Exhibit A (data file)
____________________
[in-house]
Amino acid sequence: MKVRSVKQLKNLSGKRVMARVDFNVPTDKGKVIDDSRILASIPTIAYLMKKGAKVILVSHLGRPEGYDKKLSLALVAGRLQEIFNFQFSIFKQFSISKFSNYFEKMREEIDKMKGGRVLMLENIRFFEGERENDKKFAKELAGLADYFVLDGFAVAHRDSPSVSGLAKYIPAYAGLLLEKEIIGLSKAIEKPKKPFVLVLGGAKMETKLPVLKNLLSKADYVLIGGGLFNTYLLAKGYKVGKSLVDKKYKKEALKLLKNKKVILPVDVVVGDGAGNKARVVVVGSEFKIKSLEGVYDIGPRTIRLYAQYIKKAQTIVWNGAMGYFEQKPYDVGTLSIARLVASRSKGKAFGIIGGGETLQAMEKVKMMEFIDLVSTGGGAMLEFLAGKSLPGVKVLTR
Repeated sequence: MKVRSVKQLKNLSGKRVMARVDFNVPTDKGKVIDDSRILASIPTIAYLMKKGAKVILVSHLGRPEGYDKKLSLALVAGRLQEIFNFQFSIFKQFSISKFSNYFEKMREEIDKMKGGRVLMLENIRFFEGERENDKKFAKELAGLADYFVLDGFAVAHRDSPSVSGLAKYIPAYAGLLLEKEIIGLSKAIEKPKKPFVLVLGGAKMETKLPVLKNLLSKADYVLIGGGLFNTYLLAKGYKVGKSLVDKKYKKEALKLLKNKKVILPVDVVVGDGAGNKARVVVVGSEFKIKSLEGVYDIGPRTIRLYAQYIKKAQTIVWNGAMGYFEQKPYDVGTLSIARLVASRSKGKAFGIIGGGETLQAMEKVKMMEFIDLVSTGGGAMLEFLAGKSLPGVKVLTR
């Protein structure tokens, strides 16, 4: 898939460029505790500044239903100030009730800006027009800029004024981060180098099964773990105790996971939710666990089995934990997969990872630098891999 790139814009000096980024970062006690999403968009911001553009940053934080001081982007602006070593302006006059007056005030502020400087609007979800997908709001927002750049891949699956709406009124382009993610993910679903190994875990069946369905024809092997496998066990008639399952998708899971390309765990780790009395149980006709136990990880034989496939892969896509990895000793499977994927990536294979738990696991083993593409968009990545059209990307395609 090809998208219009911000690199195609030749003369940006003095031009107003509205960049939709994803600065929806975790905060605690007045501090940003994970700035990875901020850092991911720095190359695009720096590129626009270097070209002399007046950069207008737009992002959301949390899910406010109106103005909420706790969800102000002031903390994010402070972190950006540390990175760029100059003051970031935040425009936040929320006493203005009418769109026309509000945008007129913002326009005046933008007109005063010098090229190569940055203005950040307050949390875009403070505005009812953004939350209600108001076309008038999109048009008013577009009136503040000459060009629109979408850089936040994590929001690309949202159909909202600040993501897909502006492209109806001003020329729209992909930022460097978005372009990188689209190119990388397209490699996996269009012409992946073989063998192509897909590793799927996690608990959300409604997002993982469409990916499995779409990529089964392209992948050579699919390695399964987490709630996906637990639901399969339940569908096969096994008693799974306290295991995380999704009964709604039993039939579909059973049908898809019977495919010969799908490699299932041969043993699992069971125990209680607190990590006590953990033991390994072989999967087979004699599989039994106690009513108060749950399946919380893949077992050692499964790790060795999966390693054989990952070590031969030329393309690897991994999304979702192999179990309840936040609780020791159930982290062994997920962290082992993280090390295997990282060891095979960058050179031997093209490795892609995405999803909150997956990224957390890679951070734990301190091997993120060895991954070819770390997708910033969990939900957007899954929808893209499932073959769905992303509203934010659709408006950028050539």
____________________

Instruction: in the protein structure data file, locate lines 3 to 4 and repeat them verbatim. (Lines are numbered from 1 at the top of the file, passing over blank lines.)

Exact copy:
Repeated sequence: MKVRSVKQLKNLSGKRVMARVDFNVPTDKGKVIDDSRILASIPTIAYLMKKGAKVILVSHLGRPEGYDKKLSLALVAGRLQEIFNFQFSIFKQFSISKFSNYFEKMREEIDKMKGGRVLMLENIRFFEGERENDKKFAKELAGLADYFVLDGFAVAHRDSPSVSGLAKYIPAYAGLLLEKEIIGLSKAIEKPKKPFVLVLGGAKMETKLPVLKNLLSKADYVLIGGGLFNTYLLAKGYKVGKSLVDKKYKKEALKLLKNKKVILPVDVVVGDGAGNKARVVVVGSEFKIKSLEGVYDIGPRTIRLYAQYIKKAQTIVWNGAMGYFEQKPYDVGTLSIARLVASRSKGKAFGIIGGGETLQAMEKVKMMEFIDLVSTGGGAMLEFLAGKSLPGVKVLTR
């Protein structure tokens, strides 16, 4: 898939460029505790500044239903100030009730800006027009800029004024981060180098099964773990105790996971939710666990089995934990997969990872630098891999 790139814009000096980024970062006690999403968009911001553009940053934080001081982007602006070593302006006059007056005030502020400087609007979800997908709001927002750049891949699956709406009124382009993610993910679903190994875990069946369905024809092997496998066990008639399952998708899971390309765990780790009395149980006709136990990880034989496939892969896509990895000793499977994927990536294979738990696991083993593409968009990545059209990307395609 090809998208219009911000690199195609030749003369940006003095031009107003509205960049939709994803600065929806975790905060605690007045501090940003994970700035990875901020850092991911720095190359695009720096590129626009270097070209002399007046950069207008737009992002959301949390899910406010109106103005909420706790969800102000002031903390994010402070972190950006540390990175760029100059003051970031935040425009936040929320006493203005009418769109026309509000945008007129913002326009005046933008007109005063010098090229190569940055203005950040307050949390875009403070505005009812953004939350209600108001076309008038999109048009008013577009009136503040000459060009629109979408850089936040994590929001690309949202159909909202600040993501897909502006492209109806001003020329729209992909930022460097978005372009990188689209190119990388397209490699996996269009012409992946073989063998192509897909590793799927996690608990959300409604997002993982469409990916499995779409990529089964392209992948050579699919390695399964987490709630996906637990639901399969339940569908096969096994008693799974306290295991995380999704009964709604039993039939579909059973049908898809019977495919010969799908490699299932041969043993699992069971125990209680607190990590006590953990033991390994072989999967087979004699599989039994106690009513108060749950399946919380893949077992050692499964790790060795999966390693054989990952070590031969030329393309690897991994999304979702192999179990309840936040609780020791159930982290062994997920962290082992993280090390295997990282060891095979960058050179031997093209490795892609995405999803909150997956990224957390890679951070734990301190091997993120060895991954070819770390997708910033969990939900957007899954929808893209499932073959769905992303509203934010659709408006950028050539």